Thief ran illegal cable through a children's play area, killing a seven-year-old boy as he played with his father.
Live wire that killed boy, 7, was used to steal power
RAS AL KHAIMAH // The live electricity wire that killed a seven-year-old boy as he played ball with his father was connected to a lamppost to steal power, it was revealed yesterday.
Ahmad Saleh, the attorney general of the RAK courts, promised that the person responsible would be brought to justice. "The investigation will not end until there is a criminal found," he said.
Moyachery Safvan died nearly three weeks ago when he stepped on the wire, which was half buried in sand. It was connected illegally to the lamppost to power a floodlight for a nearby volleyball court, and ran through a popular children's play area near Moyachery's home.
"Technical reports show there was a theft of the electrical stream," Mr Saleh said.
"The thief did it in an insecure way so that the boy died when he touched the wire.
"All of this was because of the theft. We don't know who is responsible. He is probably one of the users of the playground so we are waiting for the investigation report to show who plays there.
"It is very important for the case to remain open because it is the case of a child's blood."
The Public Prosecutor has mounted a full investigation with police but there is no indication of how long it could take. The case could remain open for years if a suspect is not arrested, Mr Saleh said.
Naseer Veeran, 38, a close family friend who works with Moyachery's father and witnessed the little boy's death, supported the decision to continue the investigation.
"It's a good idea. I don't want people to do something like this again," he said. "There are too many dangerous places like this, but RAK is getting better and safer than before."
Friends called for authorities to inspect neighbourhood sand pitches, dozens of which are used by families across the city.
"At the moment we do not know about other areas but if it happens in one area, it can happen in others too," said Mohamed Abubaker, principal of Scholars Indian School, where Moyachery was in grade two.
Mohammad al Asam, the general manager of the RAK municipality, called on the Federal Electricity and Water Authority (Fewa) to inspect fields for security.
"The police should contact Fewa to inspect these fields and cut the electricity if it is not safe," Mr al Asam said.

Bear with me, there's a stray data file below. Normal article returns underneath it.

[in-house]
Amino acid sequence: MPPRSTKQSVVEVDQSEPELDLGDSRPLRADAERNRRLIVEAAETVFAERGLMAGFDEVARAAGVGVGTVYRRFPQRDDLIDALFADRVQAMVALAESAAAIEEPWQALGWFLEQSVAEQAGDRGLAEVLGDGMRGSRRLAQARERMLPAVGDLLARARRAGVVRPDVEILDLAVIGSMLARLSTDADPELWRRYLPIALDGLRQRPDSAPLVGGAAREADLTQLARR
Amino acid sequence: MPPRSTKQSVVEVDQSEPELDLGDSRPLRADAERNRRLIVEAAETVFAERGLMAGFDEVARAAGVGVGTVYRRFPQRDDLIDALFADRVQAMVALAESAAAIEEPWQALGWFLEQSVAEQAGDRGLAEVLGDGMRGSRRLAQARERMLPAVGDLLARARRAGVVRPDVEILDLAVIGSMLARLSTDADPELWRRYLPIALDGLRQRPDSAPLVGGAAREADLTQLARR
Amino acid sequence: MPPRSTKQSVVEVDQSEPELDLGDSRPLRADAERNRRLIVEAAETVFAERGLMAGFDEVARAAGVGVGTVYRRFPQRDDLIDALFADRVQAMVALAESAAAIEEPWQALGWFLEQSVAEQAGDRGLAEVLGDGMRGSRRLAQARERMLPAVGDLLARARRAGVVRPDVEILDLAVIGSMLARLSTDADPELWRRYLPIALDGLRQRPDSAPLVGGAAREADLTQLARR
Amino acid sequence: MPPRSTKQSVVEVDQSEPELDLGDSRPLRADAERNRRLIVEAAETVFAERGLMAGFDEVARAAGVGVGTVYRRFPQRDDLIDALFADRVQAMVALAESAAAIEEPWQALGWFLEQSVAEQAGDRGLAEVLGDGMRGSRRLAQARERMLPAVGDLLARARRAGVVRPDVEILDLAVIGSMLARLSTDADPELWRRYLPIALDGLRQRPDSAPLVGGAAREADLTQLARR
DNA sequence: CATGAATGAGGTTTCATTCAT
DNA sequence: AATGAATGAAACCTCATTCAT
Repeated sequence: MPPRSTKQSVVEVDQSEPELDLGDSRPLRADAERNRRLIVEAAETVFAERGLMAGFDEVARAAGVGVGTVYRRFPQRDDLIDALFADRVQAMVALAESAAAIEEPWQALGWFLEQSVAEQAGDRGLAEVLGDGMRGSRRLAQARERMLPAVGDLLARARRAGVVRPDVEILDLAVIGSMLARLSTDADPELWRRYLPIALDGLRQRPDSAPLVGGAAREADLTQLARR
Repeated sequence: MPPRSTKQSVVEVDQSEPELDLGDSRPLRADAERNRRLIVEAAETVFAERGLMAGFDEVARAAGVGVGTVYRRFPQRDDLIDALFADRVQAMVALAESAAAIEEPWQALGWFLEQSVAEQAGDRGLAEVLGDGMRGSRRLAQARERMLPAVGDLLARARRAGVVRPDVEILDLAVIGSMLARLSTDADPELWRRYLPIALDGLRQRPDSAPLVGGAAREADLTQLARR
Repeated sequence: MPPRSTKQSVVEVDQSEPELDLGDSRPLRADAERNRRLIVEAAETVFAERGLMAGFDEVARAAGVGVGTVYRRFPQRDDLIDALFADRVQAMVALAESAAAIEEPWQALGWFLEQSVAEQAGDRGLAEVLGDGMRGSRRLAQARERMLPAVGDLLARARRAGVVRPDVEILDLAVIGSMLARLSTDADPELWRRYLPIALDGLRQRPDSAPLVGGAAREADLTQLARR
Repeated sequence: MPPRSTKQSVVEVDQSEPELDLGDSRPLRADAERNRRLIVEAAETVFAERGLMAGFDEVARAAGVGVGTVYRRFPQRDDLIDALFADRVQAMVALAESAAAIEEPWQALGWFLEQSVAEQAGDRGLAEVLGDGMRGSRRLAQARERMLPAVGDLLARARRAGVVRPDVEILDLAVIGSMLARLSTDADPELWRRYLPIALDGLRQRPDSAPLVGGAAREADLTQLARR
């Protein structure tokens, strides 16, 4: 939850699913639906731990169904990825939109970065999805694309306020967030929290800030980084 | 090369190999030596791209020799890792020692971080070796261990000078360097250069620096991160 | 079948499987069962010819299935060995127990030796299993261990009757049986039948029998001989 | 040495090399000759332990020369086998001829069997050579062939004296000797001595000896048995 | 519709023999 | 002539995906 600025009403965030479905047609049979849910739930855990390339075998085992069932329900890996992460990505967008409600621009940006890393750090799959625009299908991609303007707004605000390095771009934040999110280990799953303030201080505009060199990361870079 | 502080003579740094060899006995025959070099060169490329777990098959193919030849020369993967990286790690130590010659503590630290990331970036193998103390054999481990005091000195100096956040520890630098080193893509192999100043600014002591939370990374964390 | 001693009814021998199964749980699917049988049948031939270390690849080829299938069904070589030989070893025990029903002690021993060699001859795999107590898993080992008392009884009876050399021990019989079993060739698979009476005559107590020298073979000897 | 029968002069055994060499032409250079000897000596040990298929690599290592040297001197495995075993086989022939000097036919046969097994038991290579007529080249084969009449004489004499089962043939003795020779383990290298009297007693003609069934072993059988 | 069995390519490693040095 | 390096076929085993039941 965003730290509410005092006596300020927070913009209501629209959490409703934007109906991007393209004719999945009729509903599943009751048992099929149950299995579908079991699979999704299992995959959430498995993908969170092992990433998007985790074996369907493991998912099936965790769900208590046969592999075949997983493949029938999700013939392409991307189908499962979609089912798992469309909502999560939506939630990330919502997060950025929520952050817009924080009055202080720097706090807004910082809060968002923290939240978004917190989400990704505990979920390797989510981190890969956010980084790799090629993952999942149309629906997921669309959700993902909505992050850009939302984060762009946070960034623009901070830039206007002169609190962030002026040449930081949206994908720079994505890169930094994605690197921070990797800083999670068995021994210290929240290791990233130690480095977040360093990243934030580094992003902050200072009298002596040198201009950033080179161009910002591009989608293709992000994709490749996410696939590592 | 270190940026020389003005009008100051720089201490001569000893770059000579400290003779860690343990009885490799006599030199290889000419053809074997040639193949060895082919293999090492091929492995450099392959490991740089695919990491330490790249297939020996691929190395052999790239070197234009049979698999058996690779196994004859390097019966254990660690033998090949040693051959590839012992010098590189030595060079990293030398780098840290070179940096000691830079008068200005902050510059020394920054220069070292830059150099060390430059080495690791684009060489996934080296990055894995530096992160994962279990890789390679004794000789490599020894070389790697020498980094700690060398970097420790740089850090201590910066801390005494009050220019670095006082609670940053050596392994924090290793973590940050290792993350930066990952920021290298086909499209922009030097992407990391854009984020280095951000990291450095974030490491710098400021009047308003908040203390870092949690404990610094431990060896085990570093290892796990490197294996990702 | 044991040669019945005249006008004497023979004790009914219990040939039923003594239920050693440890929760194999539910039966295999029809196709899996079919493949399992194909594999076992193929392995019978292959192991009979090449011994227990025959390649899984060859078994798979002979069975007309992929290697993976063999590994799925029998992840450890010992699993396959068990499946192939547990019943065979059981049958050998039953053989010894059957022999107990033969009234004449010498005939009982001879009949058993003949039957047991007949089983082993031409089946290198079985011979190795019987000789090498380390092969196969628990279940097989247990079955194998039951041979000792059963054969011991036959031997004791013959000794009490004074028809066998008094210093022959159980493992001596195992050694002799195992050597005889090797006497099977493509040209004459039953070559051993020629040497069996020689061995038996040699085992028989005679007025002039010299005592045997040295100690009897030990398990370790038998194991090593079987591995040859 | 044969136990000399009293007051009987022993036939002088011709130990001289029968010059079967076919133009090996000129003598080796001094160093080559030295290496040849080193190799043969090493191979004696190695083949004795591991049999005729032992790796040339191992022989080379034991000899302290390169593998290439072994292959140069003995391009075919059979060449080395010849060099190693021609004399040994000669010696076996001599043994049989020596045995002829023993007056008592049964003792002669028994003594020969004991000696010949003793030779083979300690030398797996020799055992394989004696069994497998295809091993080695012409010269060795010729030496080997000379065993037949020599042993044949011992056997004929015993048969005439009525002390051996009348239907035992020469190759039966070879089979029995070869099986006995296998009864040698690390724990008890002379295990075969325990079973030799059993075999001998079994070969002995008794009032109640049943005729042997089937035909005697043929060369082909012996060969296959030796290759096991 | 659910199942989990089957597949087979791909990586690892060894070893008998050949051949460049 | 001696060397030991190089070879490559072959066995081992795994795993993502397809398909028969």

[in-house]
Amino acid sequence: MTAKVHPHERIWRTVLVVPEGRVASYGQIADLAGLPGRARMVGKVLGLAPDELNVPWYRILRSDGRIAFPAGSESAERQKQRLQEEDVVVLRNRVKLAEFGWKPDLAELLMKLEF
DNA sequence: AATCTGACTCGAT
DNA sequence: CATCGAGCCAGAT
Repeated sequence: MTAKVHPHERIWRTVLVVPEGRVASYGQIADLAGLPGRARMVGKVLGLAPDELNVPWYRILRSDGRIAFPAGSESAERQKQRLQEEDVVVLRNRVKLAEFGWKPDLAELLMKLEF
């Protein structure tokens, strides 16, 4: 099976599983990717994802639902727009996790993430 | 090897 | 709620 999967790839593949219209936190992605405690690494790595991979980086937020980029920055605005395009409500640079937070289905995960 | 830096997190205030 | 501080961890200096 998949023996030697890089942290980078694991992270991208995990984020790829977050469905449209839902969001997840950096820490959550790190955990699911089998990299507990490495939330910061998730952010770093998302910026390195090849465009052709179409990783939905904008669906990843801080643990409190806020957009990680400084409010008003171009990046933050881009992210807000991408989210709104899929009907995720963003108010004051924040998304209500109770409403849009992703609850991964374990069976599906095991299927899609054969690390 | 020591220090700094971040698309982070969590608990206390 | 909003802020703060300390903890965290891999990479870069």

"We have no authority to cut off the power supply. This responsibility lies with the owner and Fewa."
Sandra Fernandes, the school counsellor, said the boy's death could have a long-term impact on pupils.
"He was a good child and we are very sad to lose him," she said. The entire staff attended his funeral and students received counselling."
Several neighourhood boys were present when the boy died.
"My friends saw this boy die," said Ali Awad, 18, a Yemeni who lives with his family beside the pitch. "They are afraid. Babies go and play in this field."
Children in the area have had play restricted to concrete courtyards since the tragedy.
"This area of town has too many wires," said Abdulrahman Abdulla, 25, an Emirati policeman who lives in a house by the pitch with his family of 13 children.
"The municipality did a good job of the Corniche park but there are no parks near this area. Kids play in this pitch from four years old."
Six of his nephews played with their teddy bears on the dusty concrete of the family courtyard, the only outdoor area that the family now considers safe.
Mohamed al Baluoshy, 36, a policeman raised in the area, said the Government must create more secure play areas for children.
"If anyone asks for a piece of land, the Government will give them a house," said the father of two.
"Now they have to start thinking about children. Even in the new areas there are no parks. In RAK there are not a lot of places for children to go."
RAK has two popular parks, but sand pitches are often the most popular and accessible play areas.
Dozens were illuminated before Ramadan and remain connected to electrical sources through flimsy wiring. Public beaches are unsupervised.
Abdul Basit and Abdul Hamid Rashid, 15-year-old twins from Afghanistan, join their younger brother and friends each night for football at a sand pitch at the beach opposite the accident site.
A tangle of open wires and extension cords connected to a generator lights the pitch for big matches.
"For us these places are good, at least we can play," Abdul Hamid Rashid said.
"We come almost every day for football. For six or seven months we are playing here and we didn't see anything dangerous. We think it's safe."